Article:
Barber describes what someone does in a corn maze throughout the entire poem, and uses paradoxes and diction as a way to connect the corn maze and life. Barber says, “But on you blunder” (16) as a way that one can make a wrong turn in a corn maze as well as in life, but after they realize that they made a wrong turn they can use that experience to help get back on the correct path. Barber also calls the corn maze, “Like any other” (8) to represent that there are other corn mazes that share the same qualities like the one he is describing, but not exactly like that one specific corn maze. This idea is the same for how there are other people who may look the same or share some of the same qualities, but each individual person is unique.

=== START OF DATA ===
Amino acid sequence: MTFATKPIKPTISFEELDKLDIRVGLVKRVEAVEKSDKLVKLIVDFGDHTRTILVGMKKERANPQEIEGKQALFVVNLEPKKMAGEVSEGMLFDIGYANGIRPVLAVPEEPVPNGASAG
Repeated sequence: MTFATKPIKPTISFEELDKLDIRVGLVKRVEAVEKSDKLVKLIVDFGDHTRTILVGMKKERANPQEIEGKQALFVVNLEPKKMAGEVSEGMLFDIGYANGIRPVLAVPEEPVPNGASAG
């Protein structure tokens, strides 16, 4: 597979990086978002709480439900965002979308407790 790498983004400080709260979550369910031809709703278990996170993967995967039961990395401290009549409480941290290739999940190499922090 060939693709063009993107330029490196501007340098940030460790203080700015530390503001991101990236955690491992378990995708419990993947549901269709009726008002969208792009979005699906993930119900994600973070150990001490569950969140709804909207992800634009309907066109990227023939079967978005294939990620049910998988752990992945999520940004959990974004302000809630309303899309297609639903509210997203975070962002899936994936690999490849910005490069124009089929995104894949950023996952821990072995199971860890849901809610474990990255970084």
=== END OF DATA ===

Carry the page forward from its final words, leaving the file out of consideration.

Barber uses paradoxes, diction, and an extended metaphor in the poem “Corn Maze,” in order to show how the experiences that one has can impact their life later. Barber understood that in many situations, people use the experiences that they had earlier in life to help them make the correct decision. Barber also believed that life is about getting lost and confused, but the experiences that are created everyday follow us through life can always help us get back on the right path or out of the